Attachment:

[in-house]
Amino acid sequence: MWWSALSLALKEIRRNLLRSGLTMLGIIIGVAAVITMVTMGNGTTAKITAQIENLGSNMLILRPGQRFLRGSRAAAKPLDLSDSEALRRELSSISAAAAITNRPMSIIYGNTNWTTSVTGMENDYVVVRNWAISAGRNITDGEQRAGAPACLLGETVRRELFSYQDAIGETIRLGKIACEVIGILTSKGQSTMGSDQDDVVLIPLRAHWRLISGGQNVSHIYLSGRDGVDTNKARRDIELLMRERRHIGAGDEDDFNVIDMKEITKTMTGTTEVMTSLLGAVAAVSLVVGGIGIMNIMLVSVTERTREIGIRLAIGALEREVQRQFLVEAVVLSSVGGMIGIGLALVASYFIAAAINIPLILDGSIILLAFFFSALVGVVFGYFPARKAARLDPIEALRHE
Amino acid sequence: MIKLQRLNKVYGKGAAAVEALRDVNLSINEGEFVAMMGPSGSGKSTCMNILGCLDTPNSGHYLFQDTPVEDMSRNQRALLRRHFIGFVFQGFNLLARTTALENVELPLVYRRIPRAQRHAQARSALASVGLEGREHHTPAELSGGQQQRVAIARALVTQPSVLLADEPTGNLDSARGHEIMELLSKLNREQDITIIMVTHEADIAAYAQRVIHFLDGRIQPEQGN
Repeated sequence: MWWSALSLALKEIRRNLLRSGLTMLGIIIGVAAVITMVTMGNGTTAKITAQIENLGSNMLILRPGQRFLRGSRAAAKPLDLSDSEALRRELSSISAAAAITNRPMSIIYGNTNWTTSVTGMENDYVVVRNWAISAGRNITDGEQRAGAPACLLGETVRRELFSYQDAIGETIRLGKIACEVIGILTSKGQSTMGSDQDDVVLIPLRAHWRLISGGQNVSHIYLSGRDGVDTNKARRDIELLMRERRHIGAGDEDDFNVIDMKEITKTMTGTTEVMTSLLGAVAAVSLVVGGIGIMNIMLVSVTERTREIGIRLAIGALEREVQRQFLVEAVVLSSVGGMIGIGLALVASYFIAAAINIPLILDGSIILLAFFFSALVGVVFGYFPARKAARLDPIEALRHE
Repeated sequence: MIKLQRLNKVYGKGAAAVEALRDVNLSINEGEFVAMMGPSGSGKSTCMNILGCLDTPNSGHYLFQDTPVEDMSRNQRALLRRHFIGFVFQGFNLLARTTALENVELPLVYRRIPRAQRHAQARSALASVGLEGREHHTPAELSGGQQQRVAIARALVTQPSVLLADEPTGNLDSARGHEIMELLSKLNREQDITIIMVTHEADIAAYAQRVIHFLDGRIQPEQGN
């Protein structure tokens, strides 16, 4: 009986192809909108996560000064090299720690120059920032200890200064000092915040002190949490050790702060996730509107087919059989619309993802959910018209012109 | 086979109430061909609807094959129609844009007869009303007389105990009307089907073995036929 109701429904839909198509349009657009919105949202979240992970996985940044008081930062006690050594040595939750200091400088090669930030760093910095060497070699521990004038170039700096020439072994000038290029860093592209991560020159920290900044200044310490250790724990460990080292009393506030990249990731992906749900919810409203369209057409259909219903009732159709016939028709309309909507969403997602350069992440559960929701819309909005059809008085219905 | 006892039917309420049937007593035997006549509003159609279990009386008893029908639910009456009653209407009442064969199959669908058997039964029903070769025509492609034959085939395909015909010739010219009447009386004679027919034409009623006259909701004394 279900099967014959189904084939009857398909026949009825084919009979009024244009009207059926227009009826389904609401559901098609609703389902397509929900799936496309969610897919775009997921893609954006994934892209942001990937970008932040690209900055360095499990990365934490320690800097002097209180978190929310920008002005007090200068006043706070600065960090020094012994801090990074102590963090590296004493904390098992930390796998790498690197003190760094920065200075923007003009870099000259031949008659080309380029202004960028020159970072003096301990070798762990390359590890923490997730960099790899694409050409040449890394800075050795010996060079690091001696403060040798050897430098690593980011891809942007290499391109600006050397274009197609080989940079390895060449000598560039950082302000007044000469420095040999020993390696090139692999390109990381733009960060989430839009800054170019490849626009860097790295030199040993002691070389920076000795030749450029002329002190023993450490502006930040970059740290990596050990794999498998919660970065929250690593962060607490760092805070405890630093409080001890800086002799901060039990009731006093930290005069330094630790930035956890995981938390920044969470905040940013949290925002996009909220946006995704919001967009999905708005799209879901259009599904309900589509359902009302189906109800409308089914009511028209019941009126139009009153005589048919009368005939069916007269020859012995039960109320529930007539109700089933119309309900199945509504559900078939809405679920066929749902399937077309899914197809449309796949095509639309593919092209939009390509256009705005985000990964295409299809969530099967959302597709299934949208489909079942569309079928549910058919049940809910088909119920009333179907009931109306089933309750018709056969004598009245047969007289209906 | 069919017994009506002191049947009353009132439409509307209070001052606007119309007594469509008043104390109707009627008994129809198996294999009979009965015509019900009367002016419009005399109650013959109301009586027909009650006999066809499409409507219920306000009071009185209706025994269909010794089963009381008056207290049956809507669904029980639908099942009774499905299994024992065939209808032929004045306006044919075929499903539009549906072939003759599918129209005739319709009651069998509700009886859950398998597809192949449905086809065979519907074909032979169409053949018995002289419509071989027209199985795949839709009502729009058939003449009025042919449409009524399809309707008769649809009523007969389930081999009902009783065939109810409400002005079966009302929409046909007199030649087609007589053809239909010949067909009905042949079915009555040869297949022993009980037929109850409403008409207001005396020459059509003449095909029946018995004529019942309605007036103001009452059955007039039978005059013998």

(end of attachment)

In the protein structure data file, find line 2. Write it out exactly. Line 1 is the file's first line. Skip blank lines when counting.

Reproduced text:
Amino acid sequence: MWWSALSLALKEIRRNLLRSGLTMLGIIIGVAAVITMVTMGNGTTAKITAQIENLGSNMLILRPGQRFLRGSRAAAKPLDLSDSEALRRELSSISAAAAITNRPMSIIYGNTNWTTSVTGMENDYVVVRNWAISAGRNITDGEQRAGAPACLLGETVRRELFSYQDAIGETIRLGKIACEVIGILTSKGQSTMGSDQDDVVLIPLRAHWRLISGGQNVSHIYLSGRDGVDTNKARRDIELLMRERRHIGAGDEDDFNVIDMKEITKTMTGTTEVMTSLLGAVAAVSLVVGGIGIMNIMLVSVTERTREIGIRLAIGALEREVQRQFLVEAVVLSSVGGMIGIGLALVASYFIAAAINIPLILDGSIILLAFFFSALVGVVFGYFPARKAARLDPIEALRHE